Americans will be able to take an above-the-line deduction for the cost of childcare on behalf of children under age 13. The deduction will be capped at state average for age of child, and for eldercare for a dependent. This deduction will not be available to taxpayers with total income over $500,000 Married-Joint /$250,000 Single.
This program is intended to focus on working, middle class families to provide a substantial reduction in their taxable income. The program is also intended to provide a broad benefit plan, and would include families who use other family members (e.g., stay-at-home parents or grandparents) as well as paid caregivers. The deduction would be limited to 4 children per taxpayer. There would also be allowed an eldercare exclusion, capped at $5,000 per year. The cap would increase each year at the rate of inflation.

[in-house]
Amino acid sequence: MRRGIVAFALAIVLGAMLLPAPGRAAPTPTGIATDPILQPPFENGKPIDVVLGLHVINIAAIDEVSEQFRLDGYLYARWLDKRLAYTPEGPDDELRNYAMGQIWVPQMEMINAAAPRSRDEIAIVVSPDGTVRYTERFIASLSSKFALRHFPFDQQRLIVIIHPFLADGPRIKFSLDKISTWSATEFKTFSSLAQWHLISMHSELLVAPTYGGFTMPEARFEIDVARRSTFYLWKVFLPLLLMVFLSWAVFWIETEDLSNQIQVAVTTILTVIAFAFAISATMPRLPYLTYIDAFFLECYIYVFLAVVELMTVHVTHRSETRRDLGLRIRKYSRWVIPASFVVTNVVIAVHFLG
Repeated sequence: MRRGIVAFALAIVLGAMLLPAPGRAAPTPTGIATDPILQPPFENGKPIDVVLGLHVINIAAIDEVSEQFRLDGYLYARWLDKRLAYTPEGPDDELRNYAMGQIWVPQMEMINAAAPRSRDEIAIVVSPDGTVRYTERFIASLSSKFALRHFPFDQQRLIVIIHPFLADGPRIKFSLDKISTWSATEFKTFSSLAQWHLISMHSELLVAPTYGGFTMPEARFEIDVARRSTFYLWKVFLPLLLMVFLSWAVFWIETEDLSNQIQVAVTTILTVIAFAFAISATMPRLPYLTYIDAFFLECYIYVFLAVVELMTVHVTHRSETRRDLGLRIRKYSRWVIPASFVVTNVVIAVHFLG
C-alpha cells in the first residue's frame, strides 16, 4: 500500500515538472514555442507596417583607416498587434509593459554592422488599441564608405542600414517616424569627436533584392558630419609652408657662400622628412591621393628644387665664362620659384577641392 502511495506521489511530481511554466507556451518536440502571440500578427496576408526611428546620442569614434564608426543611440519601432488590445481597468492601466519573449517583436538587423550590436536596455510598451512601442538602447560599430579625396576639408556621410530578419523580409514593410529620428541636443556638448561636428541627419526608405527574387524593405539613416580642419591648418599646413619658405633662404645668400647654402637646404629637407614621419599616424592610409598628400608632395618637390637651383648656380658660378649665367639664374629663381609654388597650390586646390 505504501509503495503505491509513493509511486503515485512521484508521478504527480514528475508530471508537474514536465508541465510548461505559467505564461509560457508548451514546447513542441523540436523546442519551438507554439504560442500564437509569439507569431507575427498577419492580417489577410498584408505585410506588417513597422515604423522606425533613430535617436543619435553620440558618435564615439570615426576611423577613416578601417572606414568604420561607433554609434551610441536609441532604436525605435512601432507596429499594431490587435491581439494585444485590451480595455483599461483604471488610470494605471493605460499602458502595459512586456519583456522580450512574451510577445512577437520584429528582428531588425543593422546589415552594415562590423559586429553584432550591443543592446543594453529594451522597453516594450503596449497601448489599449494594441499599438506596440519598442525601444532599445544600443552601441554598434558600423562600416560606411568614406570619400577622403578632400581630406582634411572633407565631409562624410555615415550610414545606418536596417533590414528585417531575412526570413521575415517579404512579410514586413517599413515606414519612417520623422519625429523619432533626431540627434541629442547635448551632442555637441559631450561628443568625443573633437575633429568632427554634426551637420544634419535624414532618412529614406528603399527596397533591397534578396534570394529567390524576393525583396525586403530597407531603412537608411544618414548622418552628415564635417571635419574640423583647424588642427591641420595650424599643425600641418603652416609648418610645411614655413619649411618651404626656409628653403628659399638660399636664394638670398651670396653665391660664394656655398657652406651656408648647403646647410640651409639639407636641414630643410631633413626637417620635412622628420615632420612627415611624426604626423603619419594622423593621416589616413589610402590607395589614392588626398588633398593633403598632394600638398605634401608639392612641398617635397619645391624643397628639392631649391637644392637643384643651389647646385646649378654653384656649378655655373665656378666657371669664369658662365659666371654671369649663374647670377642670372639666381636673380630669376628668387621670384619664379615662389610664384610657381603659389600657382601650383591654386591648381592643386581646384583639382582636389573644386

The Trump Plan would further offer spending rebates for childcare expenses to certain low-income taxpayers through the Earned Income Tax Credit (EITC). The rebate would be equal to 7.65 percent of remaining eligible childcare expenses, subject to a cap of half of the payroll taxes paid by the taxpayer (based on the lower-earning parent in a two-earner household).
This rebate would be available to married joint filers earning $62,400 ($31,200 for single taxpayers) or less. Limitations on costs eligible for exclusion and the number of beneficiaries would be the same as for the basic exclusion. The ceiling would increase with inflation each year.